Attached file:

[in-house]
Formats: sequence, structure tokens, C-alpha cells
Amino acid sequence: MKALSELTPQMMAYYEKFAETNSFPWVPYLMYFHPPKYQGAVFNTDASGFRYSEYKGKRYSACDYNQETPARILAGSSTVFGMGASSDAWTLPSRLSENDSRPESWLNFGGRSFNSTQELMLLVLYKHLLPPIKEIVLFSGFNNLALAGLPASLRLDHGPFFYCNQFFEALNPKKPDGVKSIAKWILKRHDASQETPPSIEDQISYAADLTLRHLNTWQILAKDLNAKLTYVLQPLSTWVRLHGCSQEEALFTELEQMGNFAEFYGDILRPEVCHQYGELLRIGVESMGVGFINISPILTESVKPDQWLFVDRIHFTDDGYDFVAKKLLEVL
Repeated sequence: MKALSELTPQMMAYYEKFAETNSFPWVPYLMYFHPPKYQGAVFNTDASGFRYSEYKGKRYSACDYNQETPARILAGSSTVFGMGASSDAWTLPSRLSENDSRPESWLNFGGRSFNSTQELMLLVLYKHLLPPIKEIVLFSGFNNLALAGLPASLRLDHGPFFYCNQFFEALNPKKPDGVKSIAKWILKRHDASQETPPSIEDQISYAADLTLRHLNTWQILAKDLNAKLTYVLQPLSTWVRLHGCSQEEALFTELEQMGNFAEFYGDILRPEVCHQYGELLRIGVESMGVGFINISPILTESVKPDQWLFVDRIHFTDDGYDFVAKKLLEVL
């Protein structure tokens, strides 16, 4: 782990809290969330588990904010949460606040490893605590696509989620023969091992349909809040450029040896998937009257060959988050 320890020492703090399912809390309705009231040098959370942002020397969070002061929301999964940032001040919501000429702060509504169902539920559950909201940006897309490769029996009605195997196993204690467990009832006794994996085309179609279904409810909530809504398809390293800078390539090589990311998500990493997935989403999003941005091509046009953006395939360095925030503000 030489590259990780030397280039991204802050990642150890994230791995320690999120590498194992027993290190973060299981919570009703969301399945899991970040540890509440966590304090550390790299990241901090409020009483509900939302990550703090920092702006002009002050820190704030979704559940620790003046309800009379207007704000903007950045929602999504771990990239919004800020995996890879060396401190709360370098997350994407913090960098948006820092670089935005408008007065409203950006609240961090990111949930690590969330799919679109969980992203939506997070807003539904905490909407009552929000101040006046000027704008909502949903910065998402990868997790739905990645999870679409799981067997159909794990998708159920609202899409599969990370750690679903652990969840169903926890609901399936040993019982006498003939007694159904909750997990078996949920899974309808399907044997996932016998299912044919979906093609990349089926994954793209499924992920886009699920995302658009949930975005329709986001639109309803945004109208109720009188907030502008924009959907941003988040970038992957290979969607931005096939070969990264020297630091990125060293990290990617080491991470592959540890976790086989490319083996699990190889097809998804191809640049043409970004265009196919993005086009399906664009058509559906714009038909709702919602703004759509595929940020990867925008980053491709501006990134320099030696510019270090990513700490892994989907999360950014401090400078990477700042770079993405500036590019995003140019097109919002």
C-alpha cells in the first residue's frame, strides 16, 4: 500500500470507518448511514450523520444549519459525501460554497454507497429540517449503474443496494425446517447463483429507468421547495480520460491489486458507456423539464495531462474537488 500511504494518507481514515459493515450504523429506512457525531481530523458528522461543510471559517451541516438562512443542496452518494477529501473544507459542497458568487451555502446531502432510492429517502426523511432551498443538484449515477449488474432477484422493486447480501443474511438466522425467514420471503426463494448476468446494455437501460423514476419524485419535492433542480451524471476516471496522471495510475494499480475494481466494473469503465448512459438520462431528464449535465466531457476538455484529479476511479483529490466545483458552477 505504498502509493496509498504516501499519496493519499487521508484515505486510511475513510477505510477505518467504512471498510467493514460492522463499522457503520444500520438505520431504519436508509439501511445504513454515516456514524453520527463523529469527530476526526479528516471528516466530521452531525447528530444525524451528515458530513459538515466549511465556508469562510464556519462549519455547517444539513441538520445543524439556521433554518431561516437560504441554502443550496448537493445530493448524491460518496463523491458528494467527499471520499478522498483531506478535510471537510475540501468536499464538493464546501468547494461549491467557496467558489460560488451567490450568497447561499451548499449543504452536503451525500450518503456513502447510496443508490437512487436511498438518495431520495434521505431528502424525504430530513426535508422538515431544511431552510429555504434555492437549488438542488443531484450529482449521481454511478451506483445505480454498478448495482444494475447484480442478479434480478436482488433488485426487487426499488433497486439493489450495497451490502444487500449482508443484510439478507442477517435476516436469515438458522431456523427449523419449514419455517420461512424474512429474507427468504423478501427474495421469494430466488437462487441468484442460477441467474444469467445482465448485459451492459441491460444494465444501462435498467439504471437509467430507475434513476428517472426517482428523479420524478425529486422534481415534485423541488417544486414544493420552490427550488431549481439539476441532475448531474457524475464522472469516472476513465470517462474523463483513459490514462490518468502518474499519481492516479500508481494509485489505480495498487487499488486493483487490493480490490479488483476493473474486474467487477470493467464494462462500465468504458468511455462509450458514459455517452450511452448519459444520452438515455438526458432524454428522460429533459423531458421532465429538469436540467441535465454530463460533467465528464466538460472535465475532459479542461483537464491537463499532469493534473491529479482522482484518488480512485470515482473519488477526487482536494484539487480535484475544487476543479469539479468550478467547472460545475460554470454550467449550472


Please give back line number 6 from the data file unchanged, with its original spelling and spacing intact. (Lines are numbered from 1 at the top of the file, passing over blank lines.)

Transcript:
C-alpha cells in the first residue's frame, strides 16, 4: 500500500470507518448511514450523520444549519459525501460554497454507497429540517449503474443496494425446517447463483429507468421547495480520460491489486458507456423539464495531462474537488 500511504494518507481514515459493515450504523429506512457525531481530523458528522461543510471559517451541516438562512443542496452518494477529501473544507459542497458568487451555502446531502432510492429517502426523511432551498443538484449515477449488474432477484422493486447480501443474511438466522425467514420471503426463494448476468446494455437501460423514476419524485419535492433542480451524471476516471496522471495510475494499480475494481466494473469503465448512459438520462431528464449535465466531457476538455484529479476511479483529490466545483458552477 505504498502509493496509498504516501499519496493519499487521508484515505486510511475513510477505510477505518467504512471498510467493514460492522463499522457503520444500520438505520431504519436508509439501511445504513454515516456514524453520527463523529469527530476526526479528516471528516466530521452531525447528530444525524451528515458530513459538515466549511465556508469562510464556519462549519455547517444539513441538520445543524439556521433554518431561516437560504441554502443550496448537493445530493448524491460518496463523491458528494467527499471520499478522498483531506478535510471537510475540501468536499464538493464546501468547494461549491467557496467558489460560488451567490450568497447561499451548499449543504452536503451525500450518503456513502447510496443508490437512487436511498438518495431520495434521505431528502424525504430530513426535508422538515431544511431552510429555504434555492437549488438542488443531484450529482449521481454511478451506483445505480454498478448495482444494475447484480442478479434480478436482488433488485426487487426499488433497486439493489450495497451490502444487500449482508443484510439478507442477517435476516436469515438458522431456523427449523419449514419455517420461512424474512429474507427468504423478501427474495421469494430466488437462487441468484442460477441467474444469467445482465448485459451492459441491460444494465444501462435498467439504471437509467430507475434513476428517472426517482428523479420524478425529486422534481415534485423541488417544486414544493420552490427550488431549481439539476441532475448531474457524475464522472469516472476513465470517462474523463483513459490514462490518468502518474499519481492516479500508481494509485489505480495498487487499488486493483487490493480490490479488483476493473474486474467487477470493467464494462462500465468504458468511455462509450458514459455517452450511452448519459444520452438515455438526458432524454428522460429533459423531458421532465429538469436540467441535465454530463460533467465528464466538460472535465475532459479542461483537464491537463499532469493534473491529479482522482484518488480512485470515482473519488477526487482536494484539487480535484475544487476543479469539479468550478467547472460545475460554470454550467449550472